LOUISVILLE, Ky., Nov. 3, 2017 /PRNewswire-USNewswire/ -- Midwestern fast-food chain Frisch's Big Boy agreed to pay a Louisville-area restaurant worker $30,000 after years of denying him overtime wages as required by federal and state laws. The agreement, reached earlier this year, settles a 2016 arbitration brought by Victor Cavano, who accused the company of illegally misclassifying him as a manager and therefore exempt from earnings overtime. Instead, Mr. Cavano was routinely forced to work in excess of 40 hours per week without compensation beyond his weekly salary, a clear violation of the Fair Labor Standards Act (FLSA). The case could have broad implications for workers throughout the Frisch's Big Boy locations in Indiana, Kentucky and Ohio.
"It was very difficult for me family, having to work long hours without fair compensation which would have helped me and my family make ends meet," said Victor Cavano. "This case isn't just about Frisch's, though. All over Louisville and across the country, restaurant employees are working long hours and not getting paid the money to which they are entitled. It's time for that to stop."
"This kind of wage theft has regrettably become normal behavior by corporations nationwide. Too many people are forced to work long hours, giving up valuable time with their families, without earning any overtime pay," said Fran Rudich, Partner at Klafter Olsen & Lesser, which represented Mr. Cavano the in the arbitration. "We are pleased that Mr. Cavano will get back some of his rightful earnings, and we will keep fighting to bring justice for the millions of hard-working Americans who are being denied the money they've earned."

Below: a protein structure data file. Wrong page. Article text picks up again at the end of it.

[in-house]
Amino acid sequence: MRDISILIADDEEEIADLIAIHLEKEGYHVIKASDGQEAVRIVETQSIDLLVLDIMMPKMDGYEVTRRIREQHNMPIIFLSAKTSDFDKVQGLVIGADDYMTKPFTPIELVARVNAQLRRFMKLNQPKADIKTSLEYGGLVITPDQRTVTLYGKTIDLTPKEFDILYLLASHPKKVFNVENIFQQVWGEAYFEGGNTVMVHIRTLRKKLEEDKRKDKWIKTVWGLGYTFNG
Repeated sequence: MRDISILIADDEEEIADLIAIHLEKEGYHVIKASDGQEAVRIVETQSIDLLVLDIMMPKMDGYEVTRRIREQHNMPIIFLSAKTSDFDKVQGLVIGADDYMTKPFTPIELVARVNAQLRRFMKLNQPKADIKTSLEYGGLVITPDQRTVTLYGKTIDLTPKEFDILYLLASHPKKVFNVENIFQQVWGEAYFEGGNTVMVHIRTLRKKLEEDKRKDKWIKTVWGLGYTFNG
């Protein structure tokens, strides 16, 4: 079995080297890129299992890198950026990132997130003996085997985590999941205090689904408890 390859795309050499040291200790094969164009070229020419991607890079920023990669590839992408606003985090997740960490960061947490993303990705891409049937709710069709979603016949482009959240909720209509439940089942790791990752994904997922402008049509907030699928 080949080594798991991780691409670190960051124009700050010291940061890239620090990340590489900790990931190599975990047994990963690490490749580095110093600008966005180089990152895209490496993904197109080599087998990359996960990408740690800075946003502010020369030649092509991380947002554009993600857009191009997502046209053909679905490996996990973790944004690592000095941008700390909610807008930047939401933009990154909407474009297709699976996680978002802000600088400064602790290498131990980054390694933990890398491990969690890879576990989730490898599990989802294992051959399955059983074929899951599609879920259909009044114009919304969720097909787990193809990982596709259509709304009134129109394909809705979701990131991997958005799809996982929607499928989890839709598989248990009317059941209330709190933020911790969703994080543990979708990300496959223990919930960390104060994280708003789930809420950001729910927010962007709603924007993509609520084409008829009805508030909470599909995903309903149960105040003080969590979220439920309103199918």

Victor Cavano was hired by Frisch's Big Boy as an "assistant manager," meaning he was exempt from the FLSA's requirement that employees be paid time-and-a-half wages for all hours worked in excess of 40 per week. According to arbitration documents, although he was paid a salary, Cavano's job didn't involve any type of managerial work. He didn't have the authority to supervise other workers, to delegate tasks or to hire or fire other employees. Instead, he performed the same tasks as hourly workers, such as waiters, cooks, and other non-managerial employees.
As a condition of employment, Frisch's Big forces its employees to sign a binding arbitration agreement, waiving their right to bring most workplace disputes—anything from harassment to discrimination to wage theft–before a judge or to join forces with colleagues who might be facing similar issues.
Klafter Olsen & Lesser has developed an expertise in representing aggrieved workers in these mandatory arbitration cases. The firm has successfully negotiated similar settlements on behalf of employees across several industries and is actively pursuing cases to win a measure of financial justice for workers who rely on overtime to help make ends meet. Workers who feel they've been wrongly categorized as managers and unfairly denied overtime pay are encouraged to contact the firm, as are attorneys looking to refer such cases.
In recent years, the fast-food industry has demonstrated an alarming proliferation of worker exploitation and a disregard for labor protections. Various forms of wage theft, including denial of overtime pay, are evident throughout the industry. Roughly nine in 10 fast-food workers have reported being victims of some form of wage theft, according to a poll conducted by Hart Research in 2014. Furthermore, nearly half of fast-food workers who have put in more than 40 hours in a single week report not always receiving the overtime they are owed.
About Klafter Olsen & Lesser LLP
Klafter Olsen & Lesser LLP is a leading, national plaintiffs firm that specializes in complex individual, class and collective actions nationwide. With offices in New York and Washington, D.C., the firm boasts extensive experience in securities, employment, commercial, privacy and mass torts litigation, and has a thriving appellate practice. More information is available at www.klafterolsen.com or 914-934-9200.
Brian Levin: 646-200-5331
SOURCE Klafter Olsen & Lesser LLP